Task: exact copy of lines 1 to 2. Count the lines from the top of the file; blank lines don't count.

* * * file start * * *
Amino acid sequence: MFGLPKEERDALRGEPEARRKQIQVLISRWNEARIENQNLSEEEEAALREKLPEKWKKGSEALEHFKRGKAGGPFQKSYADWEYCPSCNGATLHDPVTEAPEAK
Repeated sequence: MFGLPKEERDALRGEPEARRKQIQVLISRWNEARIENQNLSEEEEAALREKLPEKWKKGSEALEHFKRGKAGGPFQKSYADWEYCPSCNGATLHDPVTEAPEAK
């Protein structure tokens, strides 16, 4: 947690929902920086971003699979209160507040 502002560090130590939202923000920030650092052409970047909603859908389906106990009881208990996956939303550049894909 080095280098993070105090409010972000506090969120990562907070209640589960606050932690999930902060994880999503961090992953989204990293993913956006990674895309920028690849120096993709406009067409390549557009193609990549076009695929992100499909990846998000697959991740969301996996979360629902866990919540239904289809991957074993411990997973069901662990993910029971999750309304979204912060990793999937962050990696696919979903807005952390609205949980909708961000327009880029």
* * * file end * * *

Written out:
Amino acid sequence: MFGLPKEERDALRGEPEARRKQIQVLISRWNEARIENQNLSEEEEAALREKLPEKWKKGSEALEHFKRGKAGGPFQKSYADWEYCPSCNGATLHDPVTEAPEAK
Repeated sequence: MFGLPKEERDALRGEPEARRKQIQVLISRWNEARIENQNLSEEEEAALREKLPEKWKKGSEALEHFKRGKAGGPFQKSYADWEYCPSCNGATLHDPVTEAPEAK